Employment and Deficits: A Tale of Two Administrations

Stan Collender notes that, for the first time in four years, the U.S. Treasury reported a surplus in the month of April.  It isn’t just that there was a surplus in April of 2008, though.  If you look back through Aprils (data here), the last time that month showed a deficit is 1983—the April less than six months after the last official “double-dip” of recessions.
Stan offers three reasons that the White House doesn’t want to point out this good news.  I consider the first two somewhat silly—the GOP never hesitates to take about the deficit, except to deny its responsibility, and no politically-alert Democrat will see the April surplus as representative of “the wrong fiscal policy” so much as an indication that employment last year was better than it has been.
It’s his third reason that is most interesting:

While that’s likely to be $200 billion or more less than what was recorded for 2011, the deficit will still be close to $1 trillion and that would be hard to defend.

I’m assuming the phrase “close to $1 trillion” means that Stan assumes the actual FY2012 deficit will be lower than $1T.  The original projection was just under $1.3T. Getting that down to $1T would be 23% better than the original projection, not to mention the psychological gain of being back down below thirteen digits again. Even $1.1T would be just about a 15% improvement over the original projections.  If a 15%+ improvement in the deficit over your projections isn’t worth saluting, then what is?
Stan concludes:

This is a little-understood part of the federal budget debate. Even if the 2012 deficit was half of what it was in 2011, and even if that reduction were applauded by Wall Street and the economic community, it would still be a painfully difficult political issue. In fact, long after the deficit has fallen to the point where most economists are comfortable with it, the political advantage will still be with those who criticize it.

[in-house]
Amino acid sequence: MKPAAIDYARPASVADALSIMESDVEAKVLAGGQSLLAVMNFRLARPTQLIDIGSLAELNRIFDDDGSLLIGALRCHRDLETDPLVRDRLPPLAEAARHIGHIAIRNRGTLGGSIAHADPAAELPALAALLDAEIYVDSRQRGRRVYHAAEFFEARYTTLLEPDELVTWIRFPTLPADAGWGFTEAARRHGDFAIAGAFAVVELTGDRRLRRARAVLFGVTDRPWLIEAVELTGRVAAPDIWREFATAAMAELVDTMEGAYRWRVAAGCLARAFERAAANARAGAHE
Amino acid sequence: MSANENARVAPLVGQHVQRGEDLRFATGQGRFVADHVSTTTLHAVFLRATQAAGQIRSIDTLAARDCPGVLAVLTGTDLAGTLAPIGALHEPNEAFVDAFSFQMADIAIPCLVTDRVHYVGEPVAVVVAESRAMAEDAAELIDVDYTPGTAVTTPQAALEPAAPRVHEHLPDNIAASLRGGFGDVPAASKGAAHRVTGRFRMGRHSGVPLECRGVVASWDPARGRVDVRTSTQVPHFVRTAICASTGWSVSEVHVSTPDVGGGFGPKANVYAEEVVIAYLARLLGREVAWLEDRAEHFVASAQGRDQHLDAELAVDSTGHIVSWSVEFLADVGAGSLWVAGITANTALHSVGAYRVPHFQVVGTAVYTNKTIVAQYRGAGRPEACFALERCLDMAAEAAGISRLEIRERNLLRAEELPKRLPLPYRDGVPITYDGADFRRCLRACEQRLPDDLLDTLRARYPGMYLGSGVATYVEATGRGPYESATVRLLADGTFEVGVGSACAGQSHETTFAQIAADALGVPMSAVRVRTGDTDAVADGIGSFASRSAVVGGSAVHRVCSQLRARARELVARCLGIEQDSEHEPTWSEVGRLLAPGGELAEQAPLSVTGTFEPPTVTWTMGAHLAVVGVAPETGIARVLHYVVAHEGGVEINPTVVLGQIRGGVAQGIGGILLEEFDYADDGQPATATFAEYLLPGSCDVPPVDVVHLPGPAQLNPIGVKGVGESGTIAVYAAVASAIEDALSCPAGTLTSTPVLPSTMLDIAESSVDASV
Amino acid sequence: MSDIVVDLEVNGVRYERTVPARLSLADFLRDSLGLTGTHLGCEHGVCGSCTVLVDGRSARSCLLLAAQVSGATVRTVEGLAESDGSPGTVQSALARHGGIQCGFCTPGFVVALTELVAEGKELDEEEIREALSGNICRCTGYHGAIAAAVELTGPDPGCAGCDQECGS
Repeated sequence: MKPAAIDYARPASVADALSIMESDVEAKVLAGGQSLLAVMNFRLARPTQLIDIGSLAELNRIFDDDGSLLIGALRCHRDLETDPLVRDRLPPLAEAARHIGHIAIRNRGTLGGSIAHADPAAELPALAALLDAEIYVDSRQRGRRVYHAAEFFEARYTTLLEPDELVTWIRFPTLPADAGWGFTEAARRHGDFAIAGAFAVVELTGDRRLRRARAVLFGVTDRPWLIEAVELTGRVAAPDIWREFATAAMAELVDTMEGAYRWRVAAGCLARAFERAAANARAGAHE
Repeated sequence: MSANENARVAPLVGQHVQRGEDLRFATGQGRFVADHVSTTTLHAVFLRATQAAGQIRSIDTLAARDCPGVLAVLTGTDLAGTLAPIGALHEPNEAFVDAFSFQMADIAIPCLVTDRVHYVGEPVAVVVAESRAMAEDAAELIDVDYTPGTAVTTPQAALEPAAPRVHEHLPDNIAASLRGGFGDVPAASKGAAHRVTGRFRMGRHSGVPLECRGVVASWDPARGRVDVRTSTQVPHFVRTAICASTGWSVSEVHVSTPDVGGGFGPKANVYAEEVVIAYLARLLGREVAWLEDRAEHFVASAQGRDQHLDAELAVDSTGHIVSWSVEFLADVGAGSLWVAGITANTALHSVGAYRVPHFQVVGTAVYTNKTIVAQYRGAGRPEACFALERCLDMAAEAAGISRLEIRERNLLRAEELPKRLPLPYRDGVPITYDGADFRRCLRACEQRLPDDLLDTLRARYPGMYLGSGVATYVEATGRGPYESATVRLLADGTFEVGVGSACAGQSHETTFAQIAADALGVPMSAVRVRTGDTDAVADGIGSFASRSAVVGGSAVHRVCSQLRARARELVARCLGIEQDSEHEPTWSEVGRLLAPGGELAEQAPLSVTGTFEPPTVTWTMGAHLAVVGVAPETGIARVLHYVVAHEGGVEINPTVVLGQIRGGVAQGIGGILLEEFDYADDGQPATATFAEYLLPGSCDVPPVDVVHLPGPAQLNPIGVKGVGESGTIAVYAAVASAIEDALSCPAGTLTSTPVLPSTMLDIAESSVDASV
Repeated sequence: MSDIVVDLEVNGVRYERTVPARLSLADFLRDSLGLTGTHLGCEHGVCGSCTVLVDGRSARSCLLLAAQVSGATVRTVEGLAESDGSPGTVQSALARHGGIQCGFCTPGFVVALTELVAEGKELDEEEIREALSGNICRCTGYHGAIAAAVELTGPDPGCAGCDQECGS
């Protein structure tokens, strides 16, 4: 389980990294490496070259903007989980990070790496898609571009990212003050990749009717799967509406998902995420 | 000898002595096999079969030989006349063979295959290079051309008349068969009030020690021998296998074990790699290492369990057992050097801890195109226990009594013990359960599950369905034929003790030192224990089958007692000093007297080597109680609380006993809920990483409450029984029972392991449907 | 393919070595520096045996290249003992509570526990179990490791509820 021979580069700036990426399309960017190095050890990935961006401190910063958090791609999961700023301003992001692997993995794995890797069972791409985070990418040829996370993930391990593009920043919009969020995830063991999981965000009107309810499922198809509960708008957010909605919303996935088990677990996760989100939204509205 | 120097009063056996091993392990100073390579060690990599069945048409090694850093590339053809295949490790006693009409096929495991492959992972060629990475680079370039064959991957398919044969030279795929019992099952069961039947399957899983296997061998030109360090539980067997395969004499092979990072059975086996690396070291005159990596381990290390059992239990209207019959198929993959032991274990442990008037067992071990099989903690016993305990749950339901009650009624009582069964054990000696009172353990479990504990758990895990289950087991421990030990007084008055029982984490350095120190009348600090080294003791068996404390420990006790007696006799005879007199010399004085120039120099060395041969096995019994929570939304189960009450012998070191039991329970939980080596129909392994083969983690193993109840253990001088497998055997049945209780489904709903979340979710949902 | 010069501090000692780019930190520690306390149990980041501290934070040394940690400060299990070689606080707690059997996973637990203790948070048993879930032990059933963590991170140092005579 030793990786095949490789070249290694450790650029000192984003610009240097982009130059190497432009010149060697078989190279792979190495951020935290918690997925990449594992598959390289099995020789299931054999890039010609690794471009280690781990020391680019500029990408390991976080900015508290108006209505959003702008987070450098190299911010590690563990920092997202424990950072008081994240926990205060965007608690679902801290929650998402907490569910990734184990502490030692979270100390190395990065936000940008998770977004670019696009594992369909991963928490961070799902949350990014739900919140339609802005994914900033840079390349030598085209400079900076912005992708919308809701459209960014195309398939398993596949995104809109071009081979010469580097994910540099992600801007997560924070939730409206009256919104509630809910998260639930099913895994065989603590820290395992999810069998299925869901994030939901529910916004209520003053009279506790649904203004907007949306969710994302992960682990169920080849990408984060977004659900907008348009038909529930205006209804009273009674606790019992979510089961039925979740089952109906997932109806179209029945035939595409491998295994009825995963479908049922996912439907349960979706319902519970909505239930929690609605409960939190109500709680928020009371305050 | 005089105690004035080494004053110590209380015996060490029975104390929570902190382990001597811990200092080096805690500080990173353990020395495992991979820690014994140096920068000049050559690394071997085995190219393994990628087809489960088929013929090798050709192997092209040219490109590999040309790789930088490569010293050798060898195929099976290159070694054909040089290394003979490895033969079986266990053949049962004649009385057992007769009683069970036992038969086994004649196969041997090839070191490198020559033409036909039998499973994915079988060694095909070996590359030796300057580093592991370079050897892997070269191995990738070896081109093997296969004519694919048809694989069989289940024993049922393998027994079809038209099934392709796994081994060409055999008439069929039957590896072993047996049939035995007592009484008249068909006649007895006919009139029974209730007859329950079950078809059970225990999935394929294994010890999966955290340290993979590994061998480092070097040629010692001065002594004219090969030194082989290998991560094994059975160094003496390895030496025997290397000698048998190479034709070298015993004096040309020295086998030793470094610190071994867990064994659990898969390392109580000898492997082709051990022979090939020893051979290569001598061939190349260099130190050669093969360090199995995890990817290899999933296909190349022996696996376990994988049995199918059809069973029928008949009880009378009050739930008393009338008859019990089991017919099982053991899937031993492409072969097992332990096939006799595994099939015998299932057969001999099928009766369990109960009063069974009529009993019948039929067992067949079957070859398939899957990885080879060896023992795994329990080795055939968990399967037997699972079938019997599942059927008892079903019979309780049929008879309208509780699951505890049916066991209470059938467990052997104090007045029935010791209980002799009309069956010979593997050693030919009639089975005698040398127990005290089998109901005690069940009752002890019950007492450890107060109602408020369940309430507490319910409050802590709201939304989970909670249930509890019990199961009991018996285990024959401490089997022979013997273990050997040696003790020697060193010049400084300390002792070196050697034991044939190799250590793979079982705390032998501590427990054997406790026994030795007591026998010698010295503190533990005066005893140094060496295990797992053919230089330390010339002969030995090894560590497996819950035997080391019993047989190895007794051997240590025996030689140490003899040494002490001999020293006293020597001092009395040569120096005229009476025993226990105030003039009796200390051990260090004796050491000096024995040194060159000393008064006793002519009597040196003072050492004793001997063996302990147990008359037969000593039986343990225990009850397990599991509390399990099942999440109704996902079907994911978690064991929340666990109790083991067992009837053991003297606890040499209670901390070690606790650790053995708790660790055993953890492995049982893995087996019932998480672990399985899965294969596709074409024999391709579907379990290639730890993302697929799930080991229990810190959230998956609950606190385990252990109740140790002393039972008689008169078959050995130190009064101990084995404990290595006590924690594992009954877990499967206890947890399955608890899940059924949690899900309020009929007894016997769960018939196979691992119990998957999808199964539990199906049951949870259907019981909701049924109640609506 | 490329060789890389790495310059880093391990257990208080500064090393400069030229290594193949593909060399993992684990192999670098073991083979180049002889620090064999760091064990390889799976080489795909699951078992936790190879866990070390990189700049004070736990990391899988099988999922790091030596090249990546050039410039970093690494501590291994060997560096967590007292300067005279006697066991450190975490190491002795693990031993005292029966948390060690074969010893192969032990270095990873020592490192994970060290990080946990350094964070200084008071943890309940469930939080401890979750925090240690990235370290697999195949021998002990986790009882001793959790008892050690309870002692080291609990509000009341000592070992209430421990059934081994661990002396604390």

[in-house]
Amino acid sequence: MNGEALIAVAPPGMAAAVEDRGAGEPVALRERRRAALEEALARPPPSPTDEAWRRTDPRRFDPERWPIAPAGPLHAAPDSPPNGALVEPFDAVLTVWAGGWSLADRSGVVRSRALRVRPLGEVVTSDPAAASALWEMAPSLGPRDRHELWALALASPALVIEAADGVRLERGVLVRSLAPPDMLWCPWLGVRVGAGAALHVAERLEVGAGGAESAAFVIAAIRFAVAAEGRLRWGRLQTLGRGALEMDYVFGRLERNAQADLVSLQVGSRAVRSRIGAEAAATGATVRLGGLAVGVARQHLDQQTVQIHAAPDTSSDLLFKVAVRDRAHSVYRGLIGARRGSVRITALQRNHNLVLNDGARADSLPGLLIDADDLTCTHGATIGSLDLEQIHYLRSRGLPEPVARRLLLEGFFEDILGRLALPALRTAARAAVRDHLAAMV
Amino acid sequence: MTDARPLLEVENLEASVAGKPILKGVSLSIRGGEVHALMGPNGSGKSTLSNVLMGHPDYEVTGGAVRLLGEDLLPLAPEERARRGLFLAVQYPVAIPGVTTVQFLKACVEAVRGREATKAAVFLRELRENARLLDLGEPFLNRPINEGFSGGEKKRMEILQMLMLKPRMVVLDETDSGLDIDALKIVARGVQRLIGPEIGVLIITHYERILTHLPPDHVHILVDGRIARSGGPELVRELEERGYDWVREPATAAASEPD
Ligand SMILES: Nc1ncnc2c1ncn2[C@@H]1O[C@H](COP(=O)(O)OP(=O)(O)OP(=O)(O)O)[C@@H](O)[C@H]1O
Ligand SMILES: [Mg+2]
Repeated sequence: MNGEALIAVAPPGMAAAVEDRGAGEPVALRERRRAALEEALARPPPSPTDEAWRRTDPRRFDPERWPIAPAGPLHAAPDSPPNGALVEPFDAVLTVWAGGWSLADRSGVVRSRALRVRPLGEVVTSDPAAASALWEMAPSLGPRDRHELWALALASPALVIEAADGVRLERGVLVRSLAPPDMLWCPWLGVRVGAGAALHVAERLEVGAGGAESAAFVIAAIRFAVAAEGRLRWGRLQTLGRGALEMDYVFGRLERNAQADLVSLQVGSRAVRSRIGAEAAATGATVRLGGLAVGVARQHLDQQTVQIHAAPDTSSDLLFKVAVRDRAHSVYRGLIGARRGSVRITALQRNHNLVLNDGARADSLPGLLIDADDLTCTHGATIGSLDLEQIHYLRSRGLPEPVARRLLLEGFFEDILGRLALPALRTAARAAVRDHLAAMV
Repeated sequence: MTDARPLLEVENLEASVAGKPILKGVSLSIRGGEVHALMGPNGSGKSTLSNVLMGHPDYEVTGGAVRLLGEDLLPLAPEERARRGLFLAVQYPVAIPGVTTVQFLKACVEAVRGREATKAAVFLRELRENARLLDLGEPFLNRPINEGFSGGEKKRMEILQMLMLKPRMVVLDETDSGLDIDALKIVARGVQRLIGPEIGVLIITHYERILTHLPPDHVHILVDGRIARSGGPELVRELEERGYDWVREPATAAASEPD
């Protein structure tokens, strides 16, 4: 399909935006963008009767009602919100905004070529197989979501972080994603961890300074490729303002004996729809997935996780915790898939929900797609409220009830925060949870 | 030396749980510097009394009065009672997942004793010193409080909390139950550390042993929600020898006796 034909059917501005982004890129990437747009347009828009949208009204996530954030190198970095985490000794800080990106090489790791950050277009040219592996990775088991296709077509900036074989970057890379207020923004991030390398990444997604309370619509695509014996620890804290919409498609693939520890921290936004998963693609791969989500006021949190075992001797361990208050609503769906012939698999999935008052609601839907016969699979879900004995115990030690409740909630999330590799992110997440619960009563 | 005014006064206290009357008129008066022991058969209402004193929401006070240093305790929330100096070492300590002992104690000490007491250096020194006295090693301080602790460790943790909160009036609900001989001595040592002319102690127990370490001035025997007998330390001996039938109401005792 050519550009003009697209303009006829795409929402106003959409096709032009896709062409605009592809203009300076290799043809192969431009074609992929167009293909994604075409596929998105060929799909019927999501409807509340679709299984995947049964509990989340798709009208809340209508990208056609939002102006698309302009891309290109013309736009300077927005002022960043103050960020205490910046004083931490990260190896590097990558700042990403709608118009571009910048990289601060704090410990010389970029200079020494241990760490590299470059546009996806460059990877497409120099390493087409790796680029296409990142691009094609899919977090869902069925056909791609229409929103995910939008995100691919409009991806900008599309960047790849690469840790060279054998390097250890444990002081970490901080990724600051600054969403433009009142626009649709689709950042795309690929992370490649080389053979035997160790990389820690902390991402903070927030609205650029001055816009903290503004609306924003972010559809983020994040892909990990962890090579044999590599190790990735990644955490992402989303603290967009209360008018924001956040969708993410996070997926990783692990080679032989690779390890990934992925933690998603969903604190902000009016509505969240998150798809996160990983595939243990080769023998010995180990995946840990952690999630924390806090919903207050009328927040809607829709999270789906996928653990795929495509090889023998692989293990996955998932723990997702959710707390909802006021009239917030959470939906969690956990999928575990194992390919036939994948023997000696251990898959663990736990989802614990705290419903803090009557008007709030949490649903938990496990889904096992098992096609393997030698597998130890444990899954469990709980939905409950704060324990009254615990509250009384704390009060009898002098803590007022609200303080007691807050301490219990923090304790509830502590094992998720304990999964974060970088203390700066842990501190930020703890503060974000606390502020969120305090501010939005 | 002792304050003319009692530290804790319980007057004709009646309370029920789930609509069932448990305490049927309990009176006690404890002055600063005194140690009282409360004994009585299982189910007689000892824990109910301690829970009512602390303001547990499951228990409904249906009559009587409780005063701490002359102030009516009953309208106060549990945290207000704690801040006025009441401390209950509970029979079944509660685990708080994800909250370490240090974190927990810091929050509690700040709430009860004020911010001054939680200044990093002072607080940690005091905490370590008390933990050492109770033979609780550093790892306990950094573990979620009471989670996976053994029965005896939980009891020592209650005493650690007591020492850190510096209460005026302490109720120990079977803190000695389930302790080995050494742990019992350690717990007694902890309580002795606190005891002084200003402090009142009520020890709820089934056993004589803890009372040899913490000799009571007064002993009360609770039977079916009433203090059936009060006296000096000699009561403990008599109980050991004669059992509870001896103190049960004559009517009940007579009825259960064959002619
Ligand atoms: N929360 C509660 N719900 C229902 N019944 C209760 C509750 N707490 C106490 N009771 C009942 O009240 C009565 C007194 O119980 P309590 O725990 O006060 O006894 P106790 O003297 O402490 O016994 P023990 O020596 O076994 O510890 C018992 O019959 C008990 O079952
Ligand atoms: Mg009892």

Far be it for me to argue, but…just for the sake of argument, I decided to compare President Obama’s record with that of the last sitting President running for re-election on The Two Issues that Abide, The Deficit and Jobs.

First, Deficit:

dFYFSD Obama v Bush

We don’t, of course, have the data for the deficit at the end of this year yet. (We have data for subsequent years of debt for the Previous Administration, of course, but nothing that would have been public knowledge by the voting in November of 2004.)

The story here is a clear one: the previous incumbent increased the deficit significantly; the current one has reduced it from the baseline he inherited. (If the current year ends up with around a $1T deficit, Year 3 will be around +$400,000.)

So the current Administration has been taking the deficit in the “right direction.”  But, of course, that’s only good if you are in a growing economy (for the Democratic knowledgeable; see Stan’s second point) or because the Previous Administration was “priming the pump” for the Great Growth that would follow. (After all, what the 2001 tax regression didn’t solve, certainly the 2003 Hubbard-Mankiw version would.)

So let’s check how well that Growth Thing worked.  I’ve already pointed out that the post-recession public-sector employment between the current and the previous Administrations was about 600,000 jobs almost nine months ago.  So let’s be as nice as possible and compare Total Employment Gains since their respective Recessions, knowing that we’re spotting the Previous Administration when looking at total Non-Farm Payroll:

payemspostrecession

The Obama Administration got employment back to the end-of-recession level after sixteen (16) months; it took the previous Administration twenty-eight (28) months. Counting from the end of the recession, the Previous Administration produced just under 1.4MM jobs in the thirty-four (34) months to the next election (Dec 2001-Oct 2004).

The Obama Administration has produced more than twice that (2.825MM) in thirty-three (33) months.
In summary, if we compare the current Administration to the previous one, it has (1) produced twice as many new jobs, (2) produced budgets that reduced the annual Federal deficit instead of making it greater, and (3) reduced our troop presence in wars started by the Previous Administration while finding and eliminating Public Enemy #1.

And the only thing it wants to talk about is the third.

As I said chez Collender, If this Administration is afraid to run on its gains because there is less “political advantage” in highlighting the improvements your Administration has produced than in getting bashed for something for which you will perpetually get bashed, then the country is truly lost.

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